Robert Burns was born into a family affected by poverty. His Gradfather, Robert Burness, lost Clochanhi farm and his sons scattered in search of their own adventures. Burn's father settled in Alloway in Ayrshire, with a smallholding of seven and a half acres where he built a two-roomed cottage of clay and thatch before marrying Agnes Broun, the daughter of a local farmer. Agnes gave birth to Robert on 25 January 1759, and throughout his youth she sang folk-songs to him, and read extracts from her Bible. Robert later wrote that this, and the stories from his mother's maid, cultivated the "seeds of Poesy".

From the age of six years, Robert was educated at the local school in Alloway with his younger brother Gilbert, and his joy in reading started early since he later wrote "The two first books I ever read in private, and which gave me more pleasure than any two books I ever read again, were The Life of Hannibal and The History of Sir William Wallace. Hannibal gave my young ideas such a turn that I used to strut in raptures up and down after the recruiting drum and bagpipe, and wish myself tall enough that I might be a soldier; while the story of Wallace poured a Scottish prejudice into my veins which will boil along there till the flood-gates of life shut in eternal rest". Robert continued his love of literature despite his father's unwise venture into larger scale farming which was continually troubled and left them hungry at times. His brother, at the age of thirteen, assisted in threshing the crop of corn, and at fifteen was the principle labourer on the farm.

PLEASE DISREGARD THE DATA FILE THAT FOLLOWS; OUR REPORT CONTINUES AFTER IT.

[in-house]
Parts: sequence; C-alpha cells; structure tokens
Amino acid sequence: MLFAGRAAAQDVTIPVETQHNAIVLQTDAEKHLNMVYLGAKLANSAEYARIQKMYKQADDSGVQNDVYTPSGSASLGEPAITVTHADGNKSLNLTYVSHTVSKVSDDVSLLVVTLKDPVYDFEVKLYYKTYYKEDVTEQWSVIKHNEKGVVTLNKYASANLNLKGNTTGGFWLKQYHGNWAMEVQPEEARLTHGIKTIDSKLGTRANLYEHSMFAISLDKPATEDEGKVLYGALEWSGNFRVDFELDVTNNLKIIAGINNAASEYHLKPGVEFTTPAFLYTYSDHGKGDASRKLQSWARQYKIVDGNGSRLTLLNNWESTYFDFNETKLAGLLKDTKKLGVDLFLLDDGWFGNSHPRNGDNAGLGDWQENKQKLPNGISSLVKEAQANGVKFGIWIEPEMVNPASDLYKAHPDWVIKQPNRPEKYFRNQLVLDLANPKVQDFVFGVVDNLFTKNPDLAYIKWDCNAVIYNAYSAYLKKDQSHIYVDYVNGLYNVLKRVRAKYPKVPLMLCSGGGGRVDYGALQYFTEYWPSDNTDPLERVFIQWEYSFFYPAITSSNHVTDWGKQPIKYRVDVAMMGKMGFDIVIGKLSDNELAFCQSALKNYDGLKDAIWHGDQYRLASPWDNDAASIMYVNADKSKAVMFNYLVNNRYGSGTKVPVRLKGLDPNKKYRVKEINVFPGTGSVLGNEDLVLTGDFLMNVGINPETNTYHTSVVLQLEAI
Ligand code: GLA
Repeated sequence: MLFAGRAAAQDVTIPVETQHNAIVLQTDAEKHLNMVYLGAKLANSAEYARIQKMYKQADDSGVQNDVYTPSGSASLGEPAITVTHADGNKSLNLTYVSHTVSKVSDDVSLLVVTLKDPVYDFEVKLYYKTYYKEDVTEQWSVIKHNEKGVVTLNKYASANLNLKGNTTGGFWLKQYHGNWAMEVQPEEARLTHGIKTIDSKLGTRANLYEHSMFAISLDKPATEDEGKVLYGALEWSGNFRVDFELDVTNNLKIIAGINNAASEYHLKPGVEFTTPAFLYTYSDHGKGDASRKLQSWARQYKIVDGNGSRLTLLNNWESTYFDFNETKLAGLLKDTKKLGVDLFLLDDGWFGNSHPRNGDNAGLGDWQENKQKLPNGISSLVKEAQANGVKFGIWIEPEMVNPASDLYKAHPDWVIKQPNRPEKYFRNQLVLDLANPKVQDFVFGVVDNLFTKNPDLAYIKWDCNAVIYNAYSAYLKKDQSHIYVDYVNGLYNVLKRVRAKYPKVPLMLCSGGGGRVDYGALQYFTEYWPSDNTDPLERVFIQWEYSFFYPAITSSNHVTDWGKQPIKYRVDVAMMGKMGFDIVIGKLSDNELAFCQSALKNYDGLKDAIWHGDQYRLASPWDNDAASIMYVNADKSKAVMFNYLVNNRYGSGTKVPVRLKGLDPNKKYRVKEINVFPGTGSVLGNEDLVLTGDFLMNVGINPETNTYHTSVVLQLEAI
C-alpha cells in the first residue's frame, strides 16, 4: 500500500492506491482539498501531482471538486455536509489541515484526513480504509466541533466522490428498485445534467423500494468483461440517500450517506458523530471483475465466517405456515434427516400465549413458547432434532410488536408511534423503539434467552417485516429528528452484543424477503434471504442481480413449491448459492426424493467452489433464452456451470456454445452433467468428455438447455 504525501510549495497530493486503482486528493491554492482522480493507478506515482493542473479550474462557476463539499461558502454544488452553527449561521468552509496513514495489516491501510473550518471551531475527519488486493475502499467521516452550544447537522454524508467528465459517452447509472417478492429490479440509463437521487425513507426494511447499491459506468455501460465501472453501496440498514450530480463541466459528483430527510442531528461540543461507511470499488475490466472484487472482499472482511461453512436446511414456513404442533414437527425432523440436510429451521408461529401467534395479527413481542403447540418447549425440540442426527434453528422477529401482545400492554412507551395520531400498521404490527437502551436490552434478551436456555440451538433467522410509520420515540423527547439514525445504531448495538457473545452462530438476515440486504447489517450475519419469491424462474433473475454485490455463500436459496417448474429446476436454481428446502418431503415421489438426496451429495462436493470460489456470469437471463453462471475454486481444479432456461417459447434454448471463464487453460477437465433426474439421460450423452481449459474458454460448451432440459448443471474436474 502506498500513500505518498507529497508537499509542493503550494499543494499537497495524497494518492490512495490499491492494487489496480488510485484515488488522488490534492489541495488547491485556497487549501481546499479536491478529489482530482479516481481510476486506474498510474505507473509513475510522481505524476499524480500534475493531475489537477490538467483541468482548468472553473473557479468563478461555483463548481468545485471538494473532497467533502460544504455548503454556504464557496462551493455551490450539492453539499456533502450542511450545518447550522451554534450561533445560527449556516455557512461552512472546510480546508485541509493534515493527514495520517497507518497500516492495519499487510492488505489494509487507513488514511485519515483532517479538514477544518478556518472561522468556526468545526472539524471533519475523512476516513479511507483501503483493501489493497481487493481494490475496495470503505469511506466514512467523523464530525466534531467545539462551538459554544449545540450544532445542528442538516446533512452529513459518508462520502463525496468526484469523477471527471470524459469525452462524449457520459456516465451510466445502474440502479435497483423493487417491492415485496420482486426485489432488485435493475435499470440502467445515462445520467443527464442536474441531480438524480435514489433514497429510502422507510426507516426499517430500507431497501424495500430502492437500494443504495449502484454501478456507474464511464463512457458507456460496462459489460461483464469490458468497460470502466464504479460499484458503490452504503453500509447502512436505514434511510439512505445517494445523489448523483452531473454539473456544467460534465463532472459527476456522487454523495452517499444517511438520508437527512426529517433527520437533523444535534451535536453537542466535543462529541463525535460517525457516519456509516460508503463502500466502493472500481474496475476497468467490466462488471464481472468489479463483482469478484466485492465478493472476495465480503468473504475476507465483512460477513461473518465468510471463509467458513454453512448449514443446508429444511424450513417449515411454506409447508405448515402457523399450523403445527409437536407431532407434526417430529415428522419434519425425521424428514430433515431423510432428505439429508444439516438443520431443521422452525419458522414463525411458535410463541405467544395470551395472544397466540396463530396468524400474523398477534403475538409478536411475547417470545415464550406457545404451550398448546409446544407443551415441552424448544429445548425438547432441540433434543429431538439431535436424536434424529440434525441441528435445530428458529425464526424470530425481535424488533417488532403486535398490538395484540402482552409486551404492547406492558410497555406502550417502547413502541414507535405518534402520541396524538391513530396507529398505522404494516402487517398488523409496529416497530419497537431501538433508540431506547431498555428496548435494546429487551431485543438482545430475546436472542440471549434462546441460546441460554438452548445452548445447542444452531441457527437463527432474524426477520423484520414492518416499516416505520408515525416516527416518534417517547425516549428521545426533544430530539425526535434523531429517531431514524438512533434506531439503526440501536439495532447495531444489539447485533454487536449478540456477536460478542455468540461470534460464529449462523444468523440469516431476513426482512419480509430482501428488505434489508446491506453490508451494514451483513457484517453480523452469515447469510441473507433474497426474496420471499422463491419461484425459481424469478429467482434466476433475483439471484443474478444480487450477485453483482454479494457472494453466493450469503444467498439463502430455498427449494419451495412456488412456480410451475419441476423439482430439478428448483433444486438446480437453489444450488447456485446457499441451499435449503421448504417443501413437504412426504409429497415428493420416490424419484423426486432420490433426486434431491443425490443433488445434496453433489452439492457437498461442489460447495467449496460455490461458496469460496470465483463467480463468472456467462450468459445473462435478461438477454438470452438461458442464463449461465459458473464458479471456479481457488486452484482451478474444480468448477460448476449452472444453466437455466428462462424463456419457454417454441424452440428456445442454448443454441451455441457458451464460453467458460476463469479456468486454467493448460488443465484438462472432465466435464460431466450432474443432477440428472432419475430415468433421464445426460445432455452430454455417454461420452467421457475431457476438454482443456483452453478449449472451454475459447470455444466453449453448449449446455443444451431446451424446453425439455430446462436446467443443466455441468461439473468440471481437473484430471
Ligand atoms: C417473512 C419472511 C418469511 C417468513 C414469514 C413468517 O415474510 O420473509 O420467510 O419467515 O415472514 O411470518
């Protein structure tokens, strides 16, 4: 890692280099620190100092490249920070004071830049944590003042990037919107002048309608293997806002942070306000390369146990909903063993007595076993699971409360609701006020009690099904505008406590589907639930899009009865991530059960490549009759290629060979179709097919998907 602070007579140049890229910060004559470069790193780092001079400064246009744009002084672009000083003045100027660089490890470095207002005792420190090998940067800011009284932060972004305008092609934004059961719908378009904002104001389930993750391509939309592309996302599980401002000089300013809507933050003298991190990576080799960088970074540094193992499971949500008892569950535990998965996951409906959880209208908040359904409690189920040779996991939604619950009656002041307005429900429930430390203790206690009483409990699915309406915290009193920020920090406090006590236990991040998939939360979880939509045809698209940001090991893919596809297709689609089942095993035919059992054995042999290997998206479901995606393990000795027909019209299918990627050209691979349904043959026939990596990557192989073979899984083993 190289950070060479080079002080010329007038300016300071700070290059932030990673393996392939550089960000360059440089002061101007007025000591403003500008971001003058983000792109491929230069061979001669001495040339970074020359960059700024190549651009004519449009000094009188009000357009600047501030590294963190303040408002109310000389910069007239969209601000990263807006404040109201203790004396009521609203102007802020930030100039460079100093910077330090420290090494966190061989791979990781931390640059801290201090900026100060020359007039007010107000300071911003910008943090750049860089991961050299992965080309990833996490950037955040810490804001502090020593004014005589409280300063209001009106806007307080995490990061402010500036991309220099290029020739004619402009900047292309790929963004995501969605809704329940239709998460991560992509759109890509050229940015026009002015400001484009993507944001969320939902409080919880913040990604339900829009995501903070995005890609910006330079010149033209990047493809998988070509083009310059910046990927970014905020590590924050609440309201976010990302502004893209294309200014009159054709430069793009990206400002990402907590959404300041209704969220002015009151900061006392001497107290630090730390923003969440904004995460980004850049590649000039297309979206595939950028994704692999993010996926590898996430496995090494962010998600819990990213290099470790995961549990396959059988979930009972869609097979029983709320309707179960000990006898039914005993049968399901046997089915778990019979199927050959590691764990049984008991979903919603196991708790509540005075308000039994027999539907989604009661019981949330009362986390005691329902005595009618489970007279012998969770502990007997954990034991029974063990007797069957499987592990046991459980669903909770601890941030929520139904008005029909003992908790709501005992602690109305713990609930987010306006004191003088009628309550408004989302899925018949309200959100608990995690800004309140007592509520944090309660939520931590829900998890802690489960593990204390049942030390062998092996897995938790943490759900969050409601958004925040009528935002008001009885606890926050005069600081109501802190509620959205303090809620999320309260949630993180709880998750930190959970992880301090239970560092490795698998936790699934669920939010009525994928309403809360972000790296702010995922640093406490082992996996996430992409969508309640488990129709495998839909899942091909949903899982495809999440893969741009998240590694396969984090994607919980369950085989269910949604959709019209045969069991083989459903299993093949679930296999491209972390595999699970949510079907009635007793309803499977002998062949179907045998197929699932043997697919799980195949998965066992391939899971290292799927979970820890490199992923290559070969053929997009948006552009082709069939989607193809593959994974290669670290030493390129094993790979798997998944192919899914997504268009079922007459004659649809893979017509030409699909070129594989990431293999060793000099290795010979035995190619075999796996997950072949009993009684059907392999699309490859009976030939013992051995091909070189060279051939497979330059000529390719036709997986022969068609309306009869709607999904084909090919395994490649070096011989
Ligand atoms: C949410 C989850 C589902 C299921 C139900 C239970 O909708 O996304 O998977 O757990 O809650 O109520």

At the age of fourteen, Rober worked at the harvest beside a girl called Nelly Kirkpatrick, and he wrote of how he wondered "why my pulse beat such a furious ratann when I looked over her hand, to pick out the nettle-stings and thistles".